Martial artist, financial expert, lifelong punk rocker – few musicians have such a diverse portfolio as Guns N’ Roses bassist Duff McKagan. We caught the Seattle-born four-stringer in a rare moment of downtime to talk bad mushroom trips, Hollywood biopics and a watching aging punk legends throw their toys out of the pram up close.
What’s the worst thing about being in a band?
“Not getting to spend enough time with your family. Easily.”
What’s the best advice you’ve ever been given?
“Fuck! So many. My wife said something when we first got together that has really stuck with me. She said, ‘99% of the stuff you worry about never comes true.’ It’s fucking true! You wake up at three in the morning worrying about stuff that never actually happens.”
When was the first time you felt like a rock star?
“I don’t think I have yet…”
What?! You are in Guns N’ Roses, mate!
“Yeah, but I don’t like the term. The bands and the crowd are so in it together and ‘rock star’ always felt like this thing above it all. And I’m not that. I remember doing a signing when we first came back with Velvet Revolver, Slash and I, and these kids were going, ‘Legends! You’re legends!’ Really? Legends? We were only 40! It’s strange to think in those terms.”
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What’s been your worst experience on drugs?
“I was about 15 and I took too many mushrooms. Mount St Helens erupted in front of my face, and then trolls crawled out of my heart. I was in the back of my friend’s car, totally overdosed on psychedelics, and hoodlums started beating up on our car… while I was watching trolls climb out of my heart. But I had tickets to see the Iggy Pop show in my pocket and I was getting there no matter what! I just watched Iggy and he brought me out of my bad trip.”
When was the last time you cried?
“I could tell you a story that would make you burst into tears now. But, to make it easier, I’ll say when Prince died. I was in Mexico City in my hotel and Axl called my room and said, ‘Put the TV on.’ The news was coming through that Prince had passed, and I wept.”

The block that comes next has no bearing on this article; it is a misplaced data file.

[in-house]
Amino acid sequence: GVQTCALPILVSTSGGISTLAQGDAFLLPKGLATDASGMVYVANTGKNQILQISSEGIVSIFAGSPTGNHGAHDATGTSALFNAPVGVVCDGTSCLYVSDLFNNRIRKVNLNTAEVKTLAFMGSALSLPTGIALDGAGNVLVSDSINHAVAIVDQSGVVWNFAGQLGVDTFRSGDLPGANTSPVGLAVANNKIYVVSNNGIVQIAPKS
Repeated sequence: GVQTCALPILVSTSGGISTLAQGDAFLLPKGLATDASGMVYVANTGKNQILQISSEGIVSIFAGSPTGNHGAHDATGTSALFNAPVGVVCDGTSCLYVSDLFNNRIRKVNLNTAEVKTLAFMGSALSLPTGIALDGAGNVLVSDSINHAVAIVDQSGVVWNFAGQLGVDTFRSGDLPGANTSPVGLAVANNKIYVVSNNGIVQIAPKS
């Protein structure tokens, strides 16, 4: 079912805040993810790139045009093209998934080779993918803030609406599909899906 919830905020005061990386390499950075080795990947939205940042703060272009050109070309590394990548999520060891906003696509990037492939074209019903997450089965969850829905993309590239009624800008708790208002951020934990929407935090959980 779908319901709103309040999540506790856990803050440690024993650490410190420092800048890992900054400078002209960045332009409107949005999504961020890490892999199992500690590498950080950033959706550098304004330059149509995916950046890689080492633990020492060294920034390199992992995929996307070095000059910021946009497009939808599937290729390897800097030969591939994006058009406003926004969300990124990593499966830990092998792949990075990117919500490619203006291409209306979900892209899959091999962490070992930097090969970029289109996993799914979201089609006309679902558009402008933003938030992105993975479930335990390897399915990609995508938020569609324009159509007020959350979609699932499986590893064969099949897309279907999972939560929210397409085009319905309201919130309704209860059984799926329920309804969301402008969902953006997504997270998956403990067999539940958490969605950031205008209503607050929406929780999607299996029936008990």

Is it hard to wind down after such a mammoth tour with GN’R, and then head into another solo project?
“Well, I’m not going straight out on tour. I’m not Slash! That guy lives on the road. I wrote most of the songs for the new album [2019’s Tenderness] on that tour – it was originally going to be a book of my experiences and thoughts, but I always had my guitar with me during down time and it evolved.”
What do you think about the recent spate of rock biopics that seem so popular?
“I don’t know. I kind of like to have my memories of those people unsullied. I am a huge Queen fan, so I saw Bohemian Rhapsody and if it had been a blank screen with two hours of Queen’s music I’d have loved it, but there were some obvious factual inaccuracies that I could have pointed out. But I don’t want to be that guy. I’ve seen The Dirt, too, and it kind of captured the darkness of the 80s Sunset Strip scene. I’m going to watch the Elton John one when it comes out and I’ve got Lords Of Chaos on my watchlist. But, really, I spend my whole life in rock and roll – I’d rather read a history book.”
Who would play you in a film?
“Brad Pitt. Who else? Come on! I’m joking. I don’t know, I don’t think about stuff like that… so let’s just keep it at Brad Pitt.”
You were sat next to John Lydon in that recent video when he had a flare-up with Marky Ramone. What was that like?
“Oh god! That was embarrassing. It was meant to be Iggy, and since I am in the documentary, Punk, talking about the stuff that I know, I agreed to be on the panel. Last minute I hear Iggy isn’t going to make it, and that Lydon is going to be there instead. It isn’t cute, it isn’t poignant. He was the smartest guy in the room for a long time, so it bummed me out. It was goofy! And then when he went for Henry [Rollins] my Black Flag fanboy nearly came out and I was going to do something, but my wife and my daughter were there so I had to check my actions.”
Published in Metal Hammer #324